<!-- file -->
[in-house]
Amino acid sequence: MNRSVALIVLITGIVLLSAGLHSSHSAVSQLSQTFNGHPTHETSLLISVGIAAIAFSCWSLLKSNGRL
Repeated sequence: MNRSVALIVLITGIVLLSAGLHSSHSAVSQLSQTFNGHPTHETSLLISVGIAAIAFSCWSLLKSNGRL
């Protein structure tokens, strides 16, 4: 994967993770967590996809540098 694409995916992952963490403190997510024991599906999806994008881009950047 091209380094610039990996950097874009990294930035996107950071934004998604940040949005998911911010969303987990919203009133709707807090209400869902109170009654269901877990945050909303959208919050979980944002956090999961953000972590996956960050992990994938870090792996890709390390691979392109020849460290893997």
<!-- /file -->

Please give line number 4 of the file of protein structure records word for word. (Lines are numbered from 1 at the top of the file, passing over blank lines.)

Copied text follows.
């Protein structure tokens, strides 16, 4: 994967993770967590996809540098 694409995916992952963490403190997510024991599906999806994008881009950047 091209380094610039990996950097874009990294930035996107950071934004998604940040949005998911911010969303987990919203009133709707807090209400869902109170009654269901877990945050909303959208919050979980944002956090999961953000972590996956960050992990994938870090792996890709390390691979392109020849460290893997």